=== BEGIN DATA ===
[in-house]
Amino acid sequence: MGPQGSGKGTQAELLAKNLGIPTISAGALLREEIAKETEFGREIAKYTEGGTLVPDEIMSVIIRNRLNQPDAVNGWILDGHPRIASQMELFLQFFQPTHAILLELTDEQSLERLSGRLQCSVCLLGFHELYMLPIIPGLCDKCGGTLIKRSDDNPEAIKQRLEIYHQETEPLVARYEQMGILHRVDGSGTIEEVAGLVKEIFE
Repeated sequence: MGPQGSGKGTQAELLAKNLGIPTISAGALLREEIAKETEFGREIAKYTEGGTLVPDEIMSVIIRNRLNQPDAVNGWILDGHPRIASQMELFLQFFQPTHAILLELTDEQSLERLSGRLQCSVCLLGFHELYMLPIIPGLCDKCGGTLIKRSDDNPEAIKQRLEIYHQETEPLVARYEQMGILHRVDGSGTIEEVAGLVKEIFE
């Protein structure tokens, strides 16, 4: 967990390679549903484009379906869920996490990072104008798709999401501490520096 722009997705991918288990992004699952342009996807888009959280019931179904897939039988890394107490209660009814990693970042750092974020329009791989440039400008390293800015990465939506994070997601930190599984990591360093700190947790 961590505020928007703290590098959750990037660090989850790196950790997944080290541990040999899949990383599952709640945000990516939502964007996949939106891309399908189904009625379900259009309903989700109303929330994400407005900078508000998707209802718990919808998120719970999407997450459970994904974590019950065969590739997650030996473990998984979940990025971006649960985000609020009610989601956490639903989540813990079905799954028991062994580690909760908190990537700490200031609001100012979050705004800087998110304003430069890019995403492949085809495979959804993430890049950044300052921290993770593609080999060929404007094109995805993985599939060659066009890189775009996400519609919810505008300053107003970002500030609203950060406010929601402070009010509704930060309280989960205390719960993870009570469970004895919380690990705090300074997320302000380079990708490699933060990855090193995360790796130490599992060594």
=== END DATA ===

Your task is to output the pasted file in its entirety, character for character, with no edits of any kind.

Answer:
[in-house]
Amino acid sequence: MGPQGSGKGTQAELLAKNLGIPTISAGALLREEIAKETEFGREIAKYTEGGTLVPDEIMSVIIRNRLNQPDAVNGWILDGHPRIASQMELFLQFFQPTHAILLELTDEQSLERLSGRLQCSVCLLGFHELYMLPIIPGLCDKCGGTLIKRSDDNPEAIKQRLEIYHQETEPLVARYEQMGILHRVDGSGTIEEVAGLVKEIFE
Repeated sequence: MGPQGSGKGTQAELLAKNLGIPTISAGALLREEIAKETEFGREIAKYTEGGTLVPDEIMSVIIRNRLNQPDAVNGWILDGHPRIASQMELFLQFFQPTHAILLELTDEQSLERLSGRLQCSVCLLGFHELYMLPIIPGLCDKCGGTLIKRSDDNPEAIKQRLEIYHQETEPLVARYEQMGILHRVDGSGTIEEVAGLVKEIFE
């Protein structure tokens, strides 16, 4: 967990390679549903484009379906869920996490990072104008798709999401501490520096 722009997705991918288990992004699952342009996807888009959280019931179904897939039988890394107490209660009814990693970042750092974020329009791989440039400008390293800015990465939506994070997601930190599984990591360093700190947790 961590505020928007703290590098959750990037660090989850790196950790997944080290541990040999899949990383599952709640945000990516939502964007996949939106891309399908189904009625379900259009309903989700109303929330994400407005900078508000998707209802718990919808998120719970999407997450459970994904974590019950065969590739997650030996473990998984979940990025971006649960985000609020009610989601956490639903989540813990079905799954028991062994580690909760908190990537700490200031609001100012979050705004800087998110304003430069890019995403492949085809495979959804993430890049950044300052921290993770593609080999060929404007094109995805993985599939060659066009890189775009996400519609919810505008300053107003970002500030609203950060406010929601402070009010509704930060309280989960205390719960993870009570469970004895919380690990705090300074997320302000380079990708490699933060990855090193995360790796130490599992060594």